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PLOT STRUCTURE ANALYSIS
The plot is at once a chronological history of the Civil War and a narrative about coming of age during a time of war. Historic events are used as topics of conversation, a basis for letters from soldiers, or as a background for the feelings and actions of the characters. Certain characters, notably Cousin Wilse Graham, are merely names, who function as a voice to impart to the reader the historical foundation for the next events or the next conversation. It is in keeping with Hunt’s focus on teaching history through literature that the events of the war drive the plot. The reader experiences everything from the firing on Fort Sumter to the assassination of Abraham Lincoln through the eyes of a small rural community.
As the novel progresses, each chapter portrays a perceptible step in Jethro’s development, using dialog, responses to emotional situations, and concern with the war to indicate the progress of Jethro’s growth into a man.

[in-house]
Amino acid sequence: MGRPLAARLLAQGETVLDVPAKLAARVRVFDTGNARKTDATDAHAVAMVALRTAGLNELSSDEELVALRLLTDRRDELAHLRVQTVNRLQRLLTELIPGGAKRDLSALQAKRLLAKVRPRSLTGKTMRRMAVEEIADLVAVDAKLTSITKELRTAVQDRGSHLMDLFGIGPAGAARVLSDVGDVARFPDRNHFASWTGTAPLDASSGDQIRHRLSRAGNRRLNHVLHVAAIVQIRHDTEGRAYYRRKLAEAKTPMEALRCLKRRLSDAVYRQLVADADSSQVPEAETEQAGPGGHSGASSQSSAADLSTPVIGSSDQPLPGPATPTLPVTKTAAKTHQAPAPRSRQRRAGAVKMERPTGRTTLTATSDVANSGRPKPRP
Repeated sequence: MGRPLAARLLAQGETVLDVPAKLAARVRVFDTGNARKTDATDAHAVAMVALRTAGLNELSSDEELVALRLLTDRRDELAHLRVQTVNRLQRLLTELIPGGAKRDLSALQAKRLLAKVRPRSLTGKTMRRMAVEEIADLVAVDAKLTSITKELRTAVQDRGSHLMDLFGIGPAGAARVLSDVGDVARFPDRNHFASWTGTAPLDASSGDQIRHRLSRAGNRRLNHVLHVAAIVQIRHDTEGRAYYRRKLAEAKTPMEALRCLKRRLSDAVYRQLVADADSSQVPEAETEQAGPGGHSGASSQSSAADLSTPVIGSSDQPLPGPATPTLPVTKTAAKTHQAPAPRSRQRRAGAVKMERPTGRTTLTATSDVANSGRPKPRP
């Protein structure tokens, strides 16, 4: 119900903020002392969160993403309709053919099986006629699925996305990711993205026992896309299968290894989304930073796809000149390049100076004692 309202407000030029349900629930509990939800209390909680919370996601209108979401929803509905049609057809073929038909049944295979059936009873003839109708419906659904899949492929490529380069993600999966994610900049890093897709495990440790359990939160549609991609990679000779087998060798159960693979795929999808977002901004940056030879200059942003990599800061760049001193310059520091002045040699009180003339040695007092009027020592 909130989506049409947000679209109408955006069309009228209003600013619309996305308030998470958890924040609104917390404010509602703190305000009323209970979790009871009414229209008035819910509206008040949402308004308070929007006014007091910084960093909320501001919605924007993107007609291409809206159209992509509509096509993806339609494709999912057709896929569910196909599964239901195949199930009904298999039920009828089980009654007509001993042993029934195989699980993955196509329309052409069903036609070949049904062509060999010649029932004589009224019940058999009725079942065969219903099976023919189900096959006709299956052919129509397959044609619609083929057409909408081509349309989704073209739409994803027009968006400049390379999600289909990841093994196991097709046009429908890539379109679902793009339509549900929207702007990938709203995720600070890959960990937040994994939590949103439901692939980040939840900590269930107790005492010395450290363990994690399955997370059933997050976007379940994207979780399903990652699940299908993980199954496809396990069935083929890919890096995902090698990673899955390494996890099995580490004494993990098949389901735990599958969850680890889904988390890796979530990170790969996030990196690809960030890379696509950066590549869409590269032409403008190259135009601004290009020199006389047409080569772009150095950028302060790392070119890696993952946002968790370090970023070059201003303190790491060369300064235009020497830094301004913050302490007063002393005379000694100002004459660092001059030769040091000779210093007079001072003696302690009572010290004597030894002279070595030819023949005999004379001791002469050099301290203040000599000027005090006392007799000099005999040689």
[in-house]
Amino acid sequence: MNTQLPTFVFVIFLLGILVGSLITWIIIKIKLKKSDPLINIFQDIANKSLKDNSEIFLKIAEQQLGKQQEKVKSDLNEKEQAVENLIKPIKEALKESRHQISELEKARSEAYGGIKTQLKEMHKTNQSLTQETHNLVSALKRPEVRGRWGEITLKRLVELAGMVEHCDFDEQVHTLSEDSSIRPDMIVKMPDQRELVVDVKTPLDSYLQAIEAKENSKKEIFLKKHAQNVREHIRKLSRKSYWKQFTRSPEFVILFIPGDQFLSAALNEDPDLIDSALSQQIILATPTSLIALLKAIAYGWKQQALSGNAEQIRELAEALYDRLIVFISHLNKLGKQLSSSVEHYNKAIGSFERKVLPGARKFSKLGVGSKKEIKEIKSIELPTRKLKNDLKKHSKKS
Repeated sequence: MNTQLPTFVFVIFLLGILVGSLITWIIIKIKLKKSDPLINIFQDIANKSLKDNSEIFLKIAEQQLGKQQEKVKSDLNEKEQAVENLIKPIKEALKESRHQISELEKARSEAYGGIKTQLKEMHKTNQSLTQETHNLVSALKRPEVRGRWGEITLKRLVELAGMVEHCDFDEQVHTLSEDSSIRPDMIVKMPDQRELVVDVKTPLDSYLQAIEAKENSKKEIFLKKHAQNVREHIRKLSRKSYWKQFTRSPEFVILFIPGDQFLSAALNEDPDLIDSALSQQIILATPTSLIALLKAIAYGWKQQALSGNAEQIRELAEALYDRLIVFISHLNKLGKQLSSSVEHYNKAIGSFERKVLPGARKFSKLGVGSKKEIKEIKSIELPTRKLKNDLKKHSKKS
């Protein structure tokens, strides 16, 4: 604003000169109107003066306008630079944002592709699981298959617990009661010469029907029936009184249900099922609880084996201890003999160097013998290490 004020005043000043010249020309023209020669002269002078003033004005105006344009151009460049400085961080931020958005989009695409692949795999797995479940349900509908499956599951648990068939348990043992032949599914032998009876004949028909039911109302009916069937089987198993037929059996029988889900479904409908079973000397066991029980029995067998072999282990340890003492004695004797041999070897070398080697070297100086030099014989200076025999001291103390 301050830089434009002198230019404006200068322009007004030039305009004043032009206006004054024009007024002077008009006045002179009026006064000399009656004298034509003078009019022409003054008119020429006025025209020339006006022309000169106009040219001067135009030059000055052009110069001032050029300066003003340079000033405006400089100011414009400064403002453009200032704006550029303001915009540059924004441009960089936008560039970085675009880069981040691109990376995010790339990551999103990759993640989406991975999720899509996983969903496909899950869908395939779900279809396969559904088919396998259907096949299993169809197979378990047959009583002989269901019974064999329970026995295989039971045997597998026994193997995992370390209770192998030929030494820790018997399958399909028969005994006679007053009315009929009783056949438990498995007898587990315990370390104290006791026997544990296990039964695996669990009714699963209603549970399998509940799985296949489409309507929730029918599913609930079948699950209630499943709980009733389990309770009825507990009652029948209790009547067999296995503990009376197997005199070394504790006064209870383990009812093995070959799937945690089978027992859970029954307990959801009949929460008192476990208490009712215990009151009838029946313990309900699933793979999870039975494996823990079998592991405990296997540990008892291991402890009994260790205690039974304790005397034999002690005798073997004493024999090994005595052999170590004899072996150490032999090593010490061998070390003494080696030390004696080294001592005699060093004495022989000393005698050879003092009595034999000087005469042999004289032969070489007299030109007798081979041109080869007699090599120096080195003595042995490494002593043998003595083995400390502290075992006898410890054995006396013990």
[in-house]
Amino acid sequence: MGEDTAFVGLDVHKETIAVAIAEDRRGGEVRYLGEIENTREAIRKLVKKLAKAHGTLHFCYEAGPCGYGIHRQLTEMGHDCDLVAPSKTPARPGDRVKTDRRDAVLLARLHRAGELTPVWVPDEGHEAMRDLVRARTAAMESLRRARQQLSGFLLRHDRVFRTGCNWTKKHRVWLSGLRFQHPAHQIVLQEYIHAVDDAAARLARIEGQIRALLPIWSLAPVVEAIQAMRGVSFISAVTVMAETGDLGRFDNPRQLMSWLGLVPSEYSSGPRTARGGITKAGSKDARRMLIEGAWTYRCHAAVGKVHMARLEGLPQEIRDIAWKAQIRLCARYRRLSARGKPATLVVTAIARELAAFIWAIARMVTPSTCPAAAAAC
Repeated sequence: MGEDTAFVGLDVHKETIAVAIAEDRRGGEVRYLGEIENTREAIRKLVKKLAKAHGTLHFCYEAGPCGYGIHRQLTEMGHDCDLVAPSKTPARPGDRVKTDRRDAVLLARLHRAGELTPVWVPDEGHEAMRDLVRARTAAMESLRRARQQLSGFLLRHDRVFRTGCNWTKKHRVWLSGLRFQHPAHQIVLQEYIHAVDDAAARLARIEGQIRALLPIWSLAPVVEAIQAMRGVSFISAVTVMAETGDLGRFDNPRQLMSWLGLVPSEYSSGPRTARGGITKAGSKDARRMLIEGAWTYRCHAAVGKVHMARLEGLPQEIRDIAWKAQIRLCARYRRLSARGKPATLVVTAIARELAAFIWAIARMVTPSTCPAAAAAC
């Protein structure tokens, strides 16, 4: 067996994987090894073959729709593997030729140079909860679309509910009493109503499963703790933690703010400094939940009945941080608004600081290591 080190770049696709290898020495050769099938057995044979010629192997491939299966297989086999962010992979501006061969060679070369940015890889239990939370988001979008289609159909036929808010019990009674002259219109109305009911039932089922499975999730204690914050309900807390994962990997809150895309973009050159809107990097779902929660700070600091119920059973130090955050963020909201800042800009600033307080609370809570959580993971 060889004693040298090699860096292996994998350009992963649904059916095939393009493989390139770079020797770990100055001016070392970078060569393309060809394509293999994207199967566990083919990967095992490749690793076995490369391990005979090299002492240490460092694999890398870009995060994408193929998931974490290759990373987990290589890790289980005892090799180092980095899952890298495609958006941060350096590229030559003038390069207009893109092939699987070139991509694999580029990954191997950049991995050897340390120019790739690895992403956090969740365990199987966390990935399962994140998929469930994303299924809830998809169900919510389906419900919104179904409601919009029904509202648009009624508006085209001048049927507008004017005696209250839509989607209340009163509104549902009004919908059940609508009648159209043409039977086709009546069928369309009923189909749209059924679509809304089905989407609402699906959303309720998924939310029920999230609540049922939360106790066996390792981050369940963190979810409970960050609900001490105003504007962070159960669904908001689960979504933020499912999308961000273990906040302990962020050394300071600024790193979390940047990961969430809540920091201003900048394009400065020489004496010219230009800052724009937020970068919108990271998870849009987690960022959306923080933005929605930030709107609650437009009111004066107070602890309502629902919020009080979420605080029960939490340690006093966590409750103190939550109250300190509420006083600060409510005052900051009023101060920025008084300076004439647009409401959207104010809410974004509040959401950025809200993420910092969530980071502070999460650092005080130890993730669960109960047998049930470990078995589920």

In Chapter 1, the adults are concerned with the war while Jethro’s attention is focused on springtime and good food.
Chapter 2 has the adults arguing and taking sides, with Jethro becoming upset and wanting to cry upon hearing the seriousness of war.
By Chapter 3, Jethro has matured intellectually and is fascinated and well informed about the war. At the same time, however, he still cries at the prospect of losing his brother. This chapter marks the beginning of his transformation from boy to man.
Chapter 4 gives Jethro even more adult characteristics as he spends the night as a bachelor with Shadrach Yale.
Finally, the last traces of boyhood are pushed aside when in Chapter 5 Jethro rides solo into town, takes on a man’s financial responsibilities and copes with man-sized ridicule from the men who see the Creightons as “Copperheads”.
Each subsequent chapter uses the events of history to add more responsibility and emotional pressure to Jethro’s maturation. He takes over the physical labor of the farm after his father’s heart attack. He and Jenny discuss the war, but shield their parents from the painful details. He copes with his brother’s death, then his dear sister leaving.
His letter to Jenny in Chapter 10, written and spelled correctly, shows not only his intellectual success, but the maturity of his attitudes and feelings as well. Ultimately, it is the death of the President (whose stability and constant presence throughout the ups and downs of both the war and Jethro’s life has sustained the boy) that comes close to causing Jethro’s demise.
Just in time Shadrach and Jenny come home giving Jethro, indelibly marked by the war, hope for the future.